Somehow Moses and Elijah were there WITH Jesus. We don’t know how this could be, can’t explain this rationally. But the three of them were discussing Jesus’ “departure.” The Greek word here means “exodus.” So Jesus and Moses and Elijah were discussing how Jesus would accomplish a new exodus. Up until Jesus actually accomplished his “exodus” in Jerusalem, the exodus from Egypt had been God’s biggest saving act in human history. And now Jesus was on the mountain with God, and with those others, learning about God’s plan for how Jesus would bring a whole new reality into existence.

So what happened to Peter, James, and John on the mountain? Did they see God’s face? Our lesson suggests “no, they didn’t.” But they did see the “glory of the Lord” on Jesus’ face, and they even heard God’s voice, the voice that told them in very clear terms that Jesus was God’s son, and that they should listen to him.

Just in case we missed Luke’s point in telling us about Jesus’ mountaintop experience—that Jesus is God’s ultimate change-agent—Luke tells us what happened when Jesus and the gang came down from the mountain. They found a great human mess at the bottom of the hill: a seriously ill child, followers of Jesus unable to heal the boy, and the boy’s very upset father. Jesus threw a fit (like Moses had), healed them all, and then he healed EVERYTHING with his new exodus.

Now for those of you who have not yet been on the mountaintop, I need to tell you that for US, there usually is no physical mountain-climbing involved. Today, on the mountaintop is a metaphor for what happens when we spent time alone with God, as Moses and Jesus did on their respective actual mountaintops. For us, the mountaintop is where we get transformed. And this transformation shows on our person, especially in our face, which shines with God’s light.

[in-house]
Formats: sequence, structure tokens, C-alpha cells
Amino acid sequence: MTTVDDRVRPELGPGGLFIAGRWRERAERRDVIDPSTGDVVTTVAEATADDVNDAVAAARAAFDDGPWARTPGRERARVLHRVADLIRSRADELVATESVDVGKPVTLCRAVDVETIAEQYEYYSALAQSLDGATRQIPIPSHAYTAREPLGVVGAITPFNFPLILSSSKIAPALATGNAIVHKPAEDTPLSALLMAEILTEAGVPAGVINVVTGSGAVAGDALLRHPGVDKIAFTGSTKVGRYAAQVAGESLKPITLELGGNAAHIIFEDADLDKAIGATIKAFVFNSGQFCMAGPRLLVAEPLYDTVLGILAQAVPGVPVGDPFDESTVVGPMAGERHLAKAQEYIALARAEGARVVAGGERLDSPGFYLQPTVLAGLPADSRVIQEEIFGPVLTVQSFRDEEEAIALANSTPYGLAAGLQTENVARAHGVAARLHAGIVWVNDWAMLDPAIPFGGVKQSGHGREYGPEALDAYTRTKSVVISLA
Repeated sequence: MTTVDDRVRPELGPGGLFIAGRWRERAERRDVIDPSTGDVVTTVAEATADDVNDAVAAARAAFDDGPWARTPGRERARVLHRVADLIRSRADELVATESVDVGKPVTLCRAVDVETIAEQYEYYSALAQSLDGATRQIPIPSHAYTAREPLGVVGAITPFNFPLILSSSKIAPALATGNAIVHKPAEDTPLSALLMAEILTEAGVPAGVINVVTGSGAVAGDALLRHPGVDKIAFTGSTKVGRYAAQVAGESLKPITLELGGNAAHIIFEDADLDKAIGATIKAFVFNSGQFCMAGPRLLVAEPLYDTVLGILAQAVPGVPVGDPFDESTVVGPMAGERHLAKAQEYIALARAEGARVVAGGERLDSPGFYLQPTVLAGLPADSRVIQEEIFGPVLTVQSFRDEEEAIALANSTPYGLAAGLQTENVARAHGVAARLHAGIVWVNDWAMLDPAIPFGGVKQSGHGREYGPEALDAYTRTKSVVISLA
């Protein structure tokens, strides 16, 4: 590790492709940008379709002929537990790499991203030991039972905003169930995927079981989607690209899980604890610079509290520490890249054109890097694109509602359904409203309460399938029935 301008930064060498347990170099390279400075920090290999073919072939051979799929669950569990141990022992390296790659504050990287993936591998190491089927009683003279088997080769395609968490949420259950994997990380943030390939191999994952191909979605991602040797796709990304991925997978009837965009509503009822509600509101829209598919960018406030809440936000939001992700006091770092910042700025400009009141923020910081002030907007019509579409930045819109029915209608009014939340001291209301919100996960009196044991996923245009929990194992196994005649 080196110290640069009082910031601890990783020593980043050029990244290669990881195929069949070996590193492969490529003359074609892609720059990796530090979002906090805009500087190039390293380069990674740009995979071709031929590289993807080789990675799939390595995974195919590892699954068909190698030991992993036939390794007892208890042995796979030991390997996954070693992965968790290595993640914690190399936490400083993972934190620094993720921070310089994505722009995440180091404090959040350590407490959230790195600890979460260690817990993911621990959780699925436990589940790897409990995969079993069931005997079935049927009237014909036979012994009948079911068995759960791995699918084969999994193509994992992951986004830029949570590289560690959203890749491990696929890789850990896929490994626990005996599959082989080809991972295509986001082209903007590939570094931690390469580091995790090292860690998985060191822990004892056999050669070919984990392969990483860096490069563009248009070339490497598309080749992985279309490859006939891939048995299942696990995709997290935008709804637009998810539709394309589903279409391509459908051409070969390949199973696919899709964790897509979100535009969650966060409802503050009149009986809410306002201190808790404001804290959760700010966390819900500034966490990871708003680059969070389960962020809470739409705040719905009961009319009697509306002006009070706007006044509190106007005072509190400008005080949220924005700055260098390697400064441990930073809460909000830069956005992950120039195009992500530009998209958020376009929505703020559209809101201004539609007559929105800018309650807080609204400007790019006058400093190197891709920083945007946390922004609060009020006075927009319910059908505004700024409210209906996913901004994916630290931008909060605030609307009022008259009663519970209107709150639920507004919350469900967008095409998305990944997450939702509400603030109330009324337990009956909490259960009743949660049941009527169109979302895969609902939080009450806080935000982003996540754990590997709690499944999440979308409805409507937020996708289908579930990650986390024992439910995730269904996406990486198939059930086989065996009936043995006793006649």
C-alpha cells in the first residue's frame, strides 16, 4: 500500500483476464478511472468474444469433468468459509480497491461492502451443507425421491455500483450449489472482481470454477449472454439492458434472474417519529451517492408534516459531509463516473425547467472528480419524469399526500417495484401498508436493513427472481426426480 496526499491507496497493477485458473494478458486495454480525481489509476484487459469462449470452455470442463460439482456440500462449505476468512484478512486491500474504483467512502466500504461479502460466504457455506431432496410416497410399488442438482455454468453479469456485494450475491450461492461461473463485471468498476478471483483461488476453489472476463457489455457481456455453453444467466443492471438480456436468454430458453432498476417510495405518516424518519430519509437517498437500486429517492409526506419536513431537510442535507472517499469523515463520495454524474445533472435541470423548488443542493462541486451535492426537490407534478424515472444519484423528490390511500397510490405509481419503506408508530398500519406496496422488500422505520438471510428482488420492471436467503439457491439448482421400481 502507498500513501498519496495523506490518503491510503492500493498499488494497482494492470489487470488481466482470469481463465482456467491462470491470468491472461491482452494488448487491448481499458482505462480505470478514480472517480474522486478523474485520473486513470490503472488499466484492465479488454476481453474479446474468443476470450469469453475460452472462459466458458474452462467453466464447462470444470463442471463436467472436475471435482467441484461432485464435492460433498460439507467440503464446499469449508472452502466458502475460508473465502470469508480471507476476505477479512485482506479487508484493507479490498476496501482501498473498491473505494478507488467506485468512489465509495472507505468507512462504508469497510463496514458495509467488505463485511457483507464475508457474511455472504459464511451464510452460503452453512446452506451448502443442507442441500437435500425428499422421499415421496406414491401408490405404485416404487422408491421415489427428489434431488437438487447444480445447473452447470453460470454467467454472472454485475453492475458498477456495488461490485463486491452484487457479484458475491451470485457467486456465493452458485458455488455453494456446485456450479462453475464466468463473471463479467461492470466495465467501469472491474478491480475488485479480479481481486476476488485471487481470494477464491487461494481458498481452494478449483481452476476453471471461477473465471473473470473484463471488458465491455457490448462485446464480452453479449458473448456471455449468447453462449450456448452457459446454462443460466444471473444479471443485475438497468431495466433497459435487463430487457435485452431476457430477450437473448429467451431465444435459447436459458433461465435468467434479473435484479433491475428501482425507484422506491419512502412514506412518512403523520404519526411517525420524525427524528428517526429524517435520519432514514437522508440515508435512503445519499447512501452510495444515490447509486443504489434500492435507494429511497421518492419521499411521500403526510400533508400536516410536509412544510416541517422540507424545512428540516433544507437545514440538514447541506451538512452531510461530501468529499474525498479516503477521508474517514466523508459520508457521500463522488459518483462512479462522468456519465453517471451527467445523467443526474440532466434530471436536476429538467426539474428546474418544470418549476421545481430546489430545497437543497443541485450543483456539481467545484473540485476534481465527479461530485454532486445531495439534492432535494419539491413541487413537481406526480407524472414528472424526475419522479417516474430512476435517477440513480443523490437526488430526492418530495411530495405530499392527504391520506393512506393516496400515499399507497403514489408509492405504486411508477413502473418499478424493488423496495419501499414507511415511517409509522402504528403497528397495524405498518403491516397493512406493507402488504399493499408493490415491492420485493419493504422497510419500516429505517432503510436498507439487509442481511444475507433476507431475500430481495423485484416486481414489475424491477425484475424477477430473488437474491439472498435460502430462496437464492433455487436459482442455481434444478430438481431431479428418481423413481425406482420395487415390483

The painter Raphael painted our gospel lesson by the way. His painting is shown on the front of today’s bulletin. What I really like about this painting is that Raphael includes the whole scene: Jesus on the mountaintop, the glory of the Lord shining round about Jesus, the cowering apostles on the top of the mountain, and the broken world down below. Notice that the hill isn’t very high; God is very near us, even when we are in the midst of the mess we often make of our lives. And in the middle of that broken world, in the chaos of the crowd, in Raphael’s painting there are two figures pointing up to Jesus.

This is a reminder to me, that no matter how broken our world seems, how insurmountable our situation can sometimes seem, the answer is always up there on that very low mountain, with God. What brokenness requires is mustering our courage, climbing that mountain, spending time alone with God, and allowing ourselves to be transformed by God. God always shows us the way, and makes our faces shine in the process.

My prayer for this Church of the Resurrection for our Re-Visioning year is that you each spend so much time alone with God that your faces shine with God’s glory. I know that when you come down from that mountain you will still see the mess that we have to face right here in our very midst. But I’m not worried about that. You see:

We, as a people, will get to our Promised Land. I’m not worried about anything. I just pray that our eyes will have seen the glory of the coming of the Lord, and that God will make us his change-agents.